Photoshop tutorial: Multiple headswaps in a family portrait

Any photographer who creates family portraits, for family sessions or wedding family formals or any other group setting, knows it can be nearly impossible to get everyone looking at you and looking pleasant in a single shot.  Sometimes you get magically cooperative subjects who are all perfectly cooperative at the exact same moment -- but more often than not, it's very useful to know how to do head and body swaps in Photoshop!

This tutorial will take you step by step through my process for swapping in post, with this as our goal:

Headswap tutorial for family portraits | Christina Keddie Photography | Photoshop tutorials

I have three beautiful children, who are actually pretty cooperative for being photographer's kids.  :)  But I've definitely had years of practice perfecting my Photoshop swapping skills!  I'm going to use our most recent family portrait as my example in this tutorial.  I really didn't set myself up well for success here -- we had just moved, and I couldn't find my remote trigger or tripod anywhere.  So I put my camera on a tilty lawn chair, used the 10-second timer on the shutter, and sprinted into place while holding my then-9-month-old baby to get us in place in time for the shot.  I did this about 5 or 6 times, my older kids laughing at me the whole time, and then prayed that I'd gotten enough usable shots of each of us to piece something together!

THE INITIAL PREP WORK

Headswaps only really work if you're working with photos that were taken in the same light and with your subjects standing at the same angle relative to the camera.  Get the right source photos, and the headswap work will be a cinch!

Back at my computer, I decided that three of the photos I'd managed to get were promising candidates for swaps.  Here are my three source photos after basic raw processing in Lightroom (remember to process all of your images such that they match!):

Photoshop headswap source photos for family portrait | Christina Keddie Photography | Photoshop tutorials

I liked myself in #1, my son's face and my baby daughter's face in #2, and my husband and my older daughter in #3.  So I decided to use #3 as my base photo, since I could use most of the bodies (my husband, my son, and my older daughter) and just layer in smaller areas to swap out.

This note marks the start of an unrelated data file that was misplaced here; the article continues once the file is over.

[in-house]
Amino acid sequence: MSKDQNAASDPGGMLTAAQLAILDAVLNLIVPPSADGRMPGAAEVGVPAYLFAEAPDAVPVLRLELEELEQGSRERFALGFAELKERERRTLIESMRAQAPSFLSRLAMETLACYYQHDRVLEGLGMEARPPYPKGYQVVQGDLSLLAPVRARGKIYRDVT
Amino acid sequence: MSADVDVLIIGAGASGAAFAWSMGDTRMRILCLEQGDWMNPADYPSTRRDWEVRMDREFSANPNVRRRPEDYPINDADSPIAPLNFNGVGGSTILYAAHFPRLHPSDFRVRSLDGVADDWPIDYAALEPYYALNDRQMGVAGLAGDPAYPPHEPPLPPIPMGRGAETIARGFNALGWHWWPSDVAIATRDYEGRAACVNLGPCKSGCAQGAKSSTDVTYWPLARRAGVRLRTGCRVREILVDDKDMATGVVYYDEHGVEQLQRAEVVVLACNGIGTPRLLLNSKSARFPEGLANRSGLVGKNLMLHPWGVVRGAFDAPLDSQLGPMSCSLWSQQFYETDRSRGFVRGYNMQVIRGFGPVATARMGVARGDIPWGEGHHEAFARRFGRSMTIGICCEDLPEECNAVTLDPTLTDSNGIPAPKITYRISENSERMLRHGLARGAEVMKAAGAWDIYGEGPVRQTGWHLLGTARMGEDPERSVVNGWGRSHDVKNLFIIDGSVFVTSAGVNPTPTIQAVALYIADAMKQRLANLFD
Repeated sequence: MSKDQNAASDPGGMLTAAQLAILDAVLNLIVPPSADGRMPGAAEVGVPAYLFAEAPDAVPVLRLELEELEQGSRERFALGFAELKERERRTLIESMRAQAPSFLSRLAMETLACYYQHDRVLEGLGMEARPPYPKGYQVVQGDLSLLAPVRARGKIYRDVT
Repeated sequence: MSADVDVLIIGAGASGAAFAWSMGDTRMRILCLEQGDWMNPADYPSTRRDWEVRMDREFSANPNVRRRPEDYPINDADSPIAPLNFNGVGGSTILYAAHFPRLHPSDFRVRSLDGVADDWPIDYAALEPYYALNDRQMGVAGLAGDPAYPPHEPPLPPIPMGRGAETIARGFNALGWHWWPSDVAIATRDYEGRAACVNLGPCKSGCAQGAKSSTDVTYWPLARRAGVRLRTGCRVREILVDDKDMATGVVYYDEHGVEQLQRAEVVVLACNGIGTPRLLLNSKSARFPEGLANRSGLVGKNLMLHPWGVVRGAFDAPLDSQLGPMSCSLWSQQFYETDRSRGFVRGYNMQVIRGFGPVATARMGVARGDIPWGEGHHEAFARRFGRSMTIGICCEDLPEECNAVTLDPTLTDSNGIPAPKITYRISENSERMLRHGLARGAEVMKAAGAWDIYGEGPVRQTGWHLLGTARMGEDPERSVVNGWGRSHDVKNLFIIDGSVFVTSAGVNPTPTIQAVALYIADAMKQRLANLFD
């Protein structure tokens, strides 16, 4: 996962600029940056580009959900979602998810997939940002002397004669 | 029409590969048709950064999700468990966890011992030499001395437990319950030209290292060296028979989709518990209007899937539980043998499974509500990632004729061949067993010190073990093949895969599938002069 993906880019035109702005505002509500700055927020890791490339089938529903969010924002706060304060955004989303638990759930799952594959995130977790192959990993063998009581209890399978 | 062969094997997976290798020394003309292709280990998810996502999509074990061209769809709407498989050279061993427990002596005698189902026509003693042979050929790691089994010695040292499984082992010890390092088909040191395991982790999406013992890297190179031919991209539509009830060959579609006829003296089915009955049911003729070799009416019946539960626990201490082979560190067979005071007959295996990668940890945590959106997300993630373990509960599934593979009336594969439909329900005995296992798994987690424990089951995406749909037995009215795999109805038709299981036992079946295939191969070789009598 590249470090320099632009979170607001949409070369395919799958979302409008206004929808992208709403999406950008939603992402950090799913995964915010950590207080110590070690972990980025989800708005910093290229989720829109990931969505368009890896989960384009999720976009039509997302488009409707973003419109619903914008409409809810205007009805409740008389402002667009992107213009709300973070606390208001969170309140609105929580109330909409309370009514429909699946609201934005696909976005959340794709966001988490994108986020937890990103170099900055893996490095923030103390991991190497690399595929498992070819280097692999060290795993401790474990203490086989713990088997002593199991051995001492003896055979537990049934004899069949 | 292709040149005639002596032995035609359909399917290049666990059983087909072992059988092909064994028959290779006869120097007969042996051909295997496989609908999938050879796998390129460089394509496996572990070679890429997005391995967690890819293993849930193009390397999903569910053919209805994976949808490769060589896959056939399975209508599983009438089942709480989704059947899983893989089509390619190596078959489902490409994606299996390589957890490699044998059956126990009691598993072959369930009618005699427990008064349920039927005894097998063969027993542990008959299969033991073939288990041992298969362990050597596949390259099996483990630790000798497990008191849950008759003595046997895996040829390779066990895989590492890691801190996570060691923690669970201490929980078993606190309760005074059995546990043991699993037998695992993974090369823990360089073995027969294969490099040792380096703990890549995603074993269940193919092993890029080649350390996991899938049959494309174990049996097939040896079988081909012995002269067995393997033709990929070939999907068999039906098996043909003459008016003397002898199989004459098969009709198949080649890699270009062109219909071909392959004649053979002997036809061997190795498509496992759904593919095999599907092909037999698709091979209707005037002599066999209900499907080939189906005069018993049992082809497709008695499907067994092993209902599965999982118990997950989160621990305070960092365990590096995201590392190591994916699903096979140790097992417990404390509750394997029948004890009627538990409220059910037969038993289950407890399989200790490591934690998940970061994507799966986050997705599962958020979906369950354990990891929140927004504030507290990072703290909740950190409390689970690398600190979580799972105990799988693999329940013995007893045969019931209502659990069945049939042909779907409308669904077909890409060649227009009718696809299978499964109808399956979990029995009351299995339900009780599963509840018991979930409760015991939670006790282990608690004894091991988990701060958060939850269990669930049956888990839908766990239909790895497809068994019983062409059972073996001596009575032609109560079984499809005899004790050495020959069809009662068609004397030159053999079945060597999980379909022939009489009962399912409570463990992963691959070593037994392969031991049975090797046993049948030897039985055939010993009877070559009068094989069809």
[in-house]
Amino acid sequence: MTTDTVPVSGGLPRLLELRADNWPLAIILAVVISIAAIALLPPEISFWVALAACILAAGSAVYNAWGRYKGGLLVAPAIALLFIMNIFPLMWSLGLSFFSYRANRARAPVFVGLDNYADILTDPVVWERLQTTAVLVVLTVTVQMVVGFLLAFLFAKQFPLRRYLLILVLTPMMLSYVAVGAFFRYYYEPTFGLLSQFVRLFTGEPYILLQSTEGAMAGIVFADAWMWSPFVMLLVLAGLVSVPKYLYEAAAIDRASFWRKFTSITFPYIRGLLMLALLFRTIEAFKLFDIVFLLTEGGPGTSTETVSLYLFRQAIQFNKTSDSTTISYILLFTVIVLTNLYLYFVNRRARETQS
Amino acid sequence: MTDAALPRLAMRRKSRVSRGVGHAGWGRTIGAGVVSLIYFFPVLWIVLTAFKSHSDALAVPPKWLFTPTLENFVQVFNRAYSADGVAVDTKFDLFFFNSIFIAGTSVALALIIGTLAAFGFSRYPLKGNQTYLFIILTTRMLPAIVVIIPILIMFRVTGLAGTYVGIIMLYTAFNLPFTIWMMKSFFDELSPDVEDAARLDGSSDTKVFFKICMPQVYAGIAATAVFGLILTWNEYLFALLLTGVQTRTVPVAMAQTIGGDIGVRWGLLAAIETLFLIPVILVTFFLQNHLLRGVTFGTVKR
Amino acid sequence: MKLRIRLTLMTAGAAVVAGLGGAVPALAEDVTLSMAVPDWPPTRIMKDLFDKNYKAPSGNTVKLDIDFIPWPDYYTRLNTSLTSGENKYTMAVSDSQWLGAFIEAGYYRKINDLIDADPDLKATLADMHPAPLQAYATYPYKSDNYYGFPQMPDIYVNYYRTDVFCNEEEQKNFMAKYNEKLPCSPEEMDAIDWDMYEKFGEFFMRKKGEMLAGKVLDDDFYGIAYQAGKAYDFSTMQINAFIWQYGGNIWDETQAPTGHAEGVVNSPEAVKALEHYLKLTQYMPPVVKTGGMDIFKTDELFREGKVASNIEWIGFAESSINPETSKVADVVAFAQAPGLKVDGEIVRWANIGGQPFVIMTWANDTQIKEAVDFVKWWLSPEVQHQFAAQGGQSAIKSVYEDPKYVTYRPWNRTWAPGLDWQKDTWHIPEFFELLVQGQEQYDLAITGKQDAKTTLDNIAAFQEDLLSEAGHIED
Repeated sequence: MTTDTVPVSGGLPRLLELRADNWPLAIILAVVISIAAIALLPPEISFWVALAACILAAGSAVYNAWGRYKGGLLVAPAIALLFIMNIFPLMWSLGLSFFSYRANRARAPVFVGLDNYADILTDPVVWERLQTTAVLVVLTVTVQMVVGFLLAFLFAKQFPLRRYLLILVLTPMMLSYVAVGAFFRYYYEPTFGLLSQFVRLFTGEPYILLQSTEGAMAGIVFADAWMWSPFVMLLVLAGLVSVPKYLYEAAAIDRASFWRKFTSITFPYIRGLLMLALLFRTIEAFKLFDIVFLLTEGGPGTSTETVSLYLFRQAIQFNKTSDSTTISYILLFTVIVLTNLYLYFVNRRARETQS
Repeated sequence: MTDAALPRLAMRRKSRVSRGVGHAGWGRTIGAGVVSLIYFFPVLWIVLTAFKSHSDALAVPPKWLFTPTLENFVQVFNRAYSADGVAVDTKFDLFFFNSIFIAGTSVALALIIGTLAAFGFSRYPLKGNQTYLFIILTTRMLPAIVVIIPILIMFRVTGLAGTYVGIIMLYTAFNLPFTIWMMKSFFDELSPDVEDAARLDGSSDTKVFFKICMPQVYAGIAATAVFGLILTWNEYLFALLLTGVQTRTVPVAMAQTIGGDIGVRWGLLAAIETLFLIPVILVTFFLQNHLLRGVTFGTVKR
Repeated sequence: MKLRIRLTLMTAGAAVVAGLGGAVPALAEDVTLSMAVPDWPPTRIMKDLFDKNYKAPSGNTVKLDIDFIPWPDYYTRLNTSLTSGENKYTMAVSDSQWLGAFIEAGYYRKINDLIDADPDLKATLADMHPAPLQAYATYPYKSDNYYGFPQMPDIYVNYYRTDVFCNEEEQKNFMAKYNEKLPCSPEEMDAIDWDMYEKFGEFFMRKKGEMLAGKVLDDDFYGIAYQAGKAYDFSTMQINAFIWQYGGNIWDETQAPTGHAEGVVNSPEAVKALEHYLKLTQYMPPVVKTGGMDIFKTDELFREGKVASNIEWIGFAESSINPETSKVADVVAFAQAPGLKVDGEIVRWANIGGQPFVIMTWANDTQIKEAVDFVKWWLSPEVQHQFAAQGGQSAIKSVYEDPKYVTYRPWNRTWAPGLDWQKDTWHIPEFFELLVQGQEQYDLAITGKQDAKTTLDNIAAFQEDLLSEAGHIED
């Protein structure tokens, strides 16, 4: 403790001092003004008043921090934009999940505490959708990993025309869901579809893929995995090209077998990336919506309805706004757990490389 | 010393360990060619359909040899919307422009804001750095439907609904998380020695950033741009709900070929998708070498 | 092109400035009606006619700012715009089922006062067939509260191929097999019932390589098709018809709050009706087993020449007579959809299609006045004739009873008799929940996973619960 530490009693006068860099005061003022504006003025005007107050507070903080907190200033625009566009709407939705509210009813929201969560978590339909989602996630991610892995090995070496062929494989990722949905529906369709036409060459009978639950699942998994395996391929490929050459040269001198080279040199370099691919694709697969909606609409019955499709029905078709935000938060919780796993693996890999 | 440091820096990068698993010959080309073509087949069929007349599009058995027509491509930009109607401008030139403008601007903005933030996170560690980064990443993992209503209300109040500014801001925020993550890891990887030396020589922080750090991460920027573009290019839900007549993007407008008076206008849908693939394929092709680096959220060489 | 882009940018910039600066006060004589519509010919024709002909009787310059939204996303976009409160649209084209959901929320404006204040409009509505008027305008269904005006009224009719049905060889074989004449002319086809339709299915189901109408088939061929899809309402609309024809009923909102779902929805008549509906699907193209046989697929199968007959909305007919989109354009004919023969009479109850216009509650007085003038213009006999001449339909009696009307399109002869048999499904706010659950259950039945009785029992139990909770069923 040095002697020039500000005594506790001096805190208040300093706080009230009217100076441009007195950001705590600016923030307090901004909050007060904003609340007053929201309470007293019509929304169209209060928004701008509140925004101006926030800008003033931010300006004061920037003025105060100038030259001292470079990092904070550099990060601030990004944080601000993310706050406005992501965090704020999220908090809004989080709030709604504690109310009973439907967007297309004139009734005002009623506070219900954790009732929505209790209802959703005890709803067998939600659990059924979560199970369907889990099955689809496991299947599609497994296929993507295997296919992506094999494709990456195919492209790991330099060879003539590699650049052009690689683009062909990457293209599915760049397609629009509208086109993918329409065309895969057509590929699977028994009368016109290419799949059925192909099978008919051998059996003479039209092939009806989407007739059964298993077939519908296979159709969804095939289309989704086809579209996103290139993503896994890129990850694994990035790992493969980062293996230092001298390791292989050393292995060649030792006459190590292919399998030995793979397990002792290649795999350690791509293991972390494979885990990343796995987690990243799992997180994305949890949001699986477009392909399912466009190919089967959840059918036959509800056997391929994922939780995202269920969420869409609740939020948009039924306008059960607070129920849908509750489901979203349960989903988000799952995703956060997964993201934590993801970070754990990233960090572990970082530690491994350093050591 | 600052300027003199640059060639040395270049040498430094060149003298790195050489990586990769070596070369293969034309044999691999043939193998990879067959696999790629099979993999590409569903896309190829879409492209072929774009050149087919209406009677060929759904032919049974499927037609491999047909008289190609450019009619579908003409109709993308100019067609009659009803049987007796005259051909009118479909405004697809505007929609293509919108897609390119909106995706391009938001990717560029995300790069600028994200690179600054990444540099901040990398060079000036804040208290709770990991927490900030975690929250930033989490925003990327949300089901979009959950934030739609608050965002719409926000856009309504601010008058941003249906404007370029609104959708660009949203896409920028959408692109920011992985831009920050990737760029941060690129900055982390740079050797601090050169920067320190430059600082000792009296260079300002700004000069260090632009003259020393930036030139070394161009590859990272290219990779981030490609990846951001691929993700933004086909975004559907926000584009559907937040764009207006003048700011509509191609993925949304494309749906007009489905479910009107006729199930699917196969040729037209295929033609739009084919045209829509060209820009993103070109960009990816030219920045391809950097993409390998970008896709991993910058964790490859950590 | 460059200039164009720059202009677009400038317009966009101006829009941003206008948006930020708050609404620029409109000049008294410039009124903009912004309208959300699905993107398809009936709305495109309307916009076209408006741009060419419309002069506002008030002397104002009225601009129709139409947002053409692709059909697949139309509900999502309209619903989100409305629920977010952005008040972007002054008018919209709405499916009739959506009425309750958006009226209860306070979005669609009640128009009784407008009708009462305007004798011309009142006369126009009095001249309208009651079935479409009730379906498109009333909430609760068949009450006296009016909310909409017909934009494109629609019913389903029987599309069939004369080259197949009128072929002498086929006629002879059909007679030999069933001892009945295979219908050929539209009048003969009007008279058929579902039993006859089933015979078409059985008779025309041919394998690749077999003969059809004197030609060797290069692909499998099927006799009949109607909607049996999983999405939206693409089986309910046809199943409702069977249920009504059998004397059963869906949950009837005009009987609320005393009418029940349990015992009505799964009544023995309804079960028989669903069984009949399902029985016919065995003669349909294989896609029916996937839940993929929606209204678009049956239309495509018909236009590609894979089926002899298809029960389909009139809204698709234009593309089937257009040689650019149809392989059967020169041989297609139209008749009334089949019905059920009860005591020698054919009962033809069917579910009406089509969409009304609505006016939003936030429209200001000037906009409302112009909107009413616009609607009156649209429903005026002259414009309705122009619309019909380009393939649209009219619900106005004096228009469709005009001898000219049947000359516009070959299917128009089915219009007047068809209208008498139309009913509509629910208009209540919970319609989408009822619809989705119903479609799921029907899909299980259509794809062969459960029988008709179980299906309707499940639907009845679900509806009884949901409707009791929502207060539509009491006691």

CLEANING UP THE BASE IMAGE IN PHOTOSHOP

I brought #3 into Photoshop from Lightroom (by right-clicking on the photo and choosing Edit in > Photoshop; remember to have your external editing preferences set correctly so you're always working in the correct color space!).  The first thing I did was correct the crazy tilt caused by my ad hoc lawn chair tripod.  :)  I wanted to keep all of my pixels (especially since I was hoping to print a large canvas of this image) -- so I always use this method to straighten images.

Photoshop headswap tutorial for family portrait | Christina Keddie Photography | Photoshop tutorials

Then I went ahead and copied and cloned and blended to cover over the resulting white edges, giving me a good clean base for all my headswap work:

Photoshop headswap base photo with cloned edges | Christina Keddie Photography | Photoshop tutorials

My husband wears transition glasses, which we forgot to swap with his non-transition lenses.  (See what I mean about not setting myself up for success here?)  So I took a minute at this point to recover the data from his eye area, using a duplicate layer on Screen blend mode and masking it onto his lenses.  It's not perfect (to get it perfect, I probably could spend more time with a Color blend mode layer and some careful low-opacity cloning/healing), but this was good enough for this photo:

PHOTOSHOP SWAP WORK